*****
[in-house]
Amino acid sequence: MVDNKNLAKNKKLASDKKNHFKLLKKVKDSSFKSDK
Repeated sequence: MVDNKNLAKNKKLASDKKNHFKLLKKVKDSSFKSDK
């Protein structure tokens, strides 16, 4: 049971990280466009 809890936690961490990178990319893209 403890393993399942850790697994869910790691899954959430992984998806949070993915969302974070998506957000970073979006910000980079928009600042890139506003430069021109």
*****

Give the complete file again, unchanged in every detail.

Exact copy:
[in-house]
Amino acid sequence: MVDNKNLAKNKKLASDKKNHFKLLKKVKDSSFKSDK
Repeated sequence: MVDNKNLAKNKKLASDKKNHFKLLKKVKDSSFKSDK
């Protein structure tokens, strides 16, 4: 049971990280466009 809890936690961490990178990319893209 403890393993399942850790697994869910790691899954959430992984998806949070993915969302974070998506957000970073979006910000980079928009600042890139506003430069021109």